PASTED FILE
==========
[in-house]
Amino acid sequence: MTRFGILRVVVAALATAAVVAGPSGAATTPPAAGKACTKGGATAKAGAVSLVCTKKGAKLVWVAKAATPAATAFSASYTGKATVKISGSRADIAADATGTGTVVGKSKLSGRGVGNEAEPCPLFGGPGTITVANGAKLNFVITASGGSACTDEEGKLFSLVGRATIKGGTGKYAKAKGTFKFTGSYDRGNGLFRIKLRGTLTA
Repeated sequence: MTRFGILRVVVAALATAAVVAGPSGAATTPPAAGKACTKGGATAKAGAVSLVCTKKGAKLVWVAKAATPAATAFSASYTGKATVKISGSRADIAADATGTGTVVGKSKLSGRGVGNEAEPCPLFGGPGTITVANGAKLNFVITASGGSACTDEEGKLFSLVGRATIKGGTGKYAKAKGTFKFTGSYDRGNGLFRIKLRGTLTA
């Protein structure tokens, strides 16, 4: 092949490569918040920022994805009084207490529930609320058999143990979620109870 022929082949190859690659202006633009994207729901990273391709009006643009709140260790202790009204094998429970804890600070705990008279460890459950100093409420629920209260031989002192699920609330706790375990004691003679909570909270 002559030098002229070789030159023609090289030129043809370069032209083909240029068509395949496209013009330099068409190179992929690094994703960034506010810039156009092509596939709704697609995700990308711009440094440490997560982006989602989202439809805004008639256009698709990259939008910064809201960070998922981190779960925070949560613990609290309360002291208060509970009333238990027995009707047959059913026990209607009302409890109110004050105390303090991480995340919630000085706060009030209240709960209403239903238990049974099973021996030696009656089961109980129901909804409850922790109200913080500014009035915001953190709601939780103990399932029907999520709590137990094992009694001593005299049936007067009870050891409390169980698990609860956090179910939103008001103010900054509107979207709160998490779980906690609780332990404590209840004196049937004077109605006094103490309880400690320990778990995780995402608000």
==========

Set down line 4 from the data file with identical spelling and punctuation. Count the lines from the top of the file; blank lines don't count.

């Protein structure tokens, strides 16, 4: 092949490569918040920022994805009084207490529930609320058999143990979620109870 022929082949190859690659202006633009994207729901990273391709009006643009709140260790202790009204094998429970804890600070705990008279460890459950100093409420629920209260031989002192699920609330706790375990004691003679909570909270 002559030098002229070789030159023609090289030129043809370069032209083909240029068509395949496209013009330099068409190179992929690094994703960034506010810039156009092509596939709704697609995700990308711009440094440490997560982006989602989202439809805004008639256009698709990259939008910064809201960070998922981190779960925070949560613990609290309360002291208060509970009333238990027995009707047959059913026990209607009302409890109110004050105390303090991480995340919630000085706060009030209240709960209403239903238990049974099973021996030696009656089961109980129901909804409850922790109200913080500014009035915001953190709601939780103990399932029907999520709590137990094992009694001593005299049936007067009870050891409390169980698990609860956090179910939103008001103010900054509107979207709160998490779980906690609780332990404590209840004196049937004077109605006094103490309880400690320990778990995780995402608000």